Globalization has become the major debate in many fields during the last ten years. The process of global transformation is generally seen to operate in a multi-layered way covering culture, economics, politics, and the environment. How planning practices and policies will respond to an increasingly globalized world? This week’s readings provide us with some clues.
By examining how planning ideas migrate across international borders, Stephen Ward introduces two distinct types of diffusion — “borrowing” and “imposition”. “Borrowing” is the diffusion process that in which the importing country plays a more important role in transforming planning ideas. “Imposition” is the process that in which the exporting country serve as the major determine the force to provide planning ideas to other countries. Ward indicates that the nature of the diffusion is largely shaped by the power relationship between importing and exporting countries. In “Re-engaging Planning Theory? Towards ‘South-Eastern’ Perspectives,” Oren Yiftachel examines the urban renewal efforts in Tallinn, Estonia during the 1990s and its reaction to the Soviet occupation by marginalizing Estonia’s Russian population. He expresses his disappointment in the Anglo-American planning theory’s failure to include non-western or non-northern societies in the conversation. He also calls for a more complex understanding of the urban development process and its different players beyond the formal professional planning circles.
Here comes the question: can we borrow the planning practices from different regions of the world? In “Planning for Sustainability in European Cities: A Review of Practice in Leading Cities,” Timothy Beatley points out that borrowing can be a positive learning process. From his perspective, it is possible to apply European sustainable urban development experiences to various settings ranging from rural to urban and compact. The regionally unique culture values and differences do not hinder the lessons to be profound. On the topic of livable and sustainable cities, Peter Evans conducts a broad case study in American, Asian and European cities. He notices that political action at the community level still remains very effective to achieve community livability in the global era. Moreover, livable spaces that generate neighborhood healthily and a sustainable lifestyle are especially important to make poor communities effective agents of livability. Yan Zhang and Ke Fang make a comparison between “apples” and “oranges” — the two seemingly opposite urban redevelopment experiences in the United States and China. There is no denying fact that there are many distinctions in the urban transformation in the United States, such as economic activities, government roles, and democratic status. Surprisingly and unsurprisingly, the two experiences of the urban renewal in the United States are relevant to some extent, including the devastation of traditional forms by mass-produced modernity, the increasing proportion of economic development, and the lack of sufficient compensation for the relocation.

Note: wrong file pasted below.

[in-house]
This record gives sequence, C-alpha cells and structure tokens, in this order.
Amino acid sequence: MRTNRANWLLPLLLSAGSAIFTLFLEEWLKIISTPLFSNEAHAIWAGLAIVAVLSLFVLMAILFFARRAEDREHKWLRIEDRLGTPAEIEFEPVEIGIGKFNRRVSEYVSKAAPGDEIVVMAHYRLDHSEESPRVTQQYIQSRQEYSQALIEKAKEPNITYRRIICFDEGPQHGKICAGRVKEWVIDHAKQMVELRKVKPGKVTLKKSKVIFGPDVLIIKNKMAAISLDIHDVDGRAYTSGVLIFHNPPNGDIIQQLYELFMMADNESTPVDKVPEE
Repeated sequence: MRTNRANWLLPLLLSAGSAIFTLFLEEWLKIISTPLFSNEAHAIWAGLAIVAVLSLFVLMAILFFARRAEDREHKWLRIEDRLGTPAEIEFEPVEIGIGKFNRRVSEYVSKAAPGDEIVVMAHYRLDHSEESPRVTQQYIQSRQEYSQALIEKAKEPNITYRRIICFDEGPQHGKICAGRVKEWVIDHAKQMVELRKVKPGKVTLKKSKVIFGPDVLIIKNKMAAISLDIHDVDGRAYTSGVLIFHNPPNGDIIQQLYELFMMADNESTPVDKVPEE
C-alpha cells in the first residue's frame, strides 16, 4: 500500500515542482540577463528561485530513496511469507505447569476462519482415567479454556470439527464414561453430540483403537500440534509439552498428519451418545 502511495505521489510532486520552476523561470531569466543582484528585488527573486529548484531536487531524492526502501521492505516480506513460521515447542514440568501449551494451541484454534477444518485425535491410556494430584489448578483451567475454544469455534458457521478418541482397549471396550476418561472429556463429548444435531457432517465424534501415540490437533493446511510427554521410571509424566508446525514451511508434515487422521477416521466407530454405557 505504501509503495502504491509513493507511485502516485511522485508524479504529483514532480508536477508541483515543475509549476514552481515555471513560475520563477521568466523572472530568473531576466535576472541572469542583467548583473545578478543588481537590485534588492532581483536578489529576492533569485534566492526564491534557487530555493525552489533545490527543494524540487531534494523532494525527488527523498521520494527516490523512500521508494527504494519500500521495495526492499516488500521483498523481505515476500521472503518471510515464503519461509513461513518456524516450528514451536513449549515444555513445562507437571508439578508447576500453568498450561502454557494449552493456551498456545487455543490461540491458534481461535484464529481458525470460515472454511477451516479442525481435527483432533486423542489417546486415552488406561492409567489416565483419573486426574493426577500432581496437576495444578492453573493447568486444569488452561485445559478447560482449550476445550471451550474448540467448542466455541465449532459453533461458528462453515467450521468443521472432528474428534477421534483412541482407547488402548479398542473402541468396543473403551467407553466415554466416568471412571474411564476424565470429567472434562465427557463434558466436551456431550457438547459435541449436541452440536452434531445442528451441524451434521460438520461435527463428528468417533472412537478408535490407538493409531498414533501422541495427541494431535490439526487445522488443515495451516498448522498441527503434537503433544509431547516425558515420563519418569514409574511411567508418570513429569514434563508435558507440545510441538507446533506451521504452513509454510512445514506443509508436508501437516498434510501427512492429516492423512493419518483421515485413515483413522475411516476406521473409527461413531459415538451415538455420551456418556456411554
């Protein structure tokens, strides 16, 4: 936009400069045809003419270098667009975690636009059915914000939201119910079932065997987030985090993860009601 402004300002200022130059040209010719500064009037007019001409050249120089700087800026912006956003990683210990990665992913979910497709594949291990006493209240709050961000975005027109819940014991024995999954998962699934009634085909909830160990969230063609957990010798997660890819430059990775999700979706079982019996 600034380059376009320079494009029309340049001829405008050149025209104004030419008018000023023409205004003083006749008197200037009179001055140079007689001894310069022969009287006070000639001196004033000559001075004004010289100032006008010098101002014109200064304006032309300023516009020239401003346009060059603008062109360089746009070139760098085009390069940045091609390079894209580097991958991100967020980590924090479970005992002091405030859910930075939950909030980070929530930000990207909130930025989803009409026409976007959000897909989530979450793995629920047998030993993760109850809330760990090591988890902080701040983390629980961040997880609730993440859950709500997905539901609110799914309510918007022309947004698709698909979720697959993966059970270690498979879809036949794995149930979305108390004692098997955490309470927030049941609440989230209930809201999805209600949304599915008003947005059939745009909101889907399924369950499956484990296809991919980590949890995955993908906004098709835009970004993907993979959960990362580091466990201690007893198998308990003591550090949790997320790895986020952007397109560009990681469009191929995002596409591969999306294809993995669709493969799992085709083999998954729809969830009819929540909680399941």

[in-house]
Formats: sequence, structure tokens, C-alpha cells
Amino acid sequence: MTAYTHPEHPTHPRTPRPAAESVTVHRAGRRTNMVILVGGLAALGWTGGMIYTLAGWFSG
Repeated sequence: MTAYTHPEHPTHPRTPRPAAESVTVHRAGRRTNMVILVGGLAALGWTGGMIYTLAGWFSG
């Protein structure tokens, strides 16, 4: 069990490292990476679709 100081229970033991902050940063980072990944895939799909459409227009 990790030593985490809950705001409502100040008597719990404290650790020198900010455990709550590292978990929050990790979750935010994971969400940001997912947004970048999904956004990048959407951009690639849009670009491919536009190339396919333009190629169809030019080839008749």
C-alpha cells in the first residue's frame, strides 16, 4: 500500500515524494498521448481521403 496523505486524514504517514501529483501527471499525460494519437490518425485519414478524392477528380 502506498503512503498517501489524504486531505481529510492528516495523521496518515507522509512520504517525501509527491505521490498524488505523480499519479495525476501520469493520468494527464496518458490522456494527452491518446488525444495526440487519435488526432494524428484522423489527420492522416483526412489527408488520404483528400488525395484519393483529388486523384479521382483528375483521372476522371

“In the next decade or so, the battle for the urban heritage and indigenous habitats of many countries in Asia and the Pacific will be either significantly won or lost. The survival of civilizational records, diverse urban cultures and traditional building skills also hang in the balance. We need a strong movement to save our heritage habitats.”
— Khoo Salma Nasution, The Asia Pacific Network for Urban Preservation, 1997
That speaks for Beijing. Suffering different waves of urban development, there will not be much left of the “ancient capital” but for a handful of grand architectural monuments. Its historic characteristics are rapidly being replaced with no character. Should we proudly call it “international style” and deceive ourselves? The main problems encountered in the Beijing urban redevelopment patterns are: street inappropriately widened to an old city center; large renewal parcels and the equally large scale of demolition broke continuity and prevented a more gradual and demand-oriented renewal; massive relocation of original residents segregated the urban living. The desire for rapid economic development drove China to step on a path of “mass-produced modernity.”
Rather than the centers of economic exchange and political power, can we see cities in a different way? In “The Urban Future,” Joel Kotkin indicates that cities were spiritual or sacred places, “a great city relies on those things that engender for its citizens a peculiar and strong attachment, sentiments that separate one specific place from others.” Economic and social change impact on civil society and political expression. Nowadays cities are increasingly dependent on their interaction with the global economy but also they must have a solid relationship with their local community and its inherent interests to survive and thrive. In the global era, the challenges of planning come both from the desire to integrate city economies with global forces and from the need to integrate fragmented interests within the city. To extend this point, I think in addition to globalization, we should also introduce the concept of localization in the topic on creating livable and sustainable cities.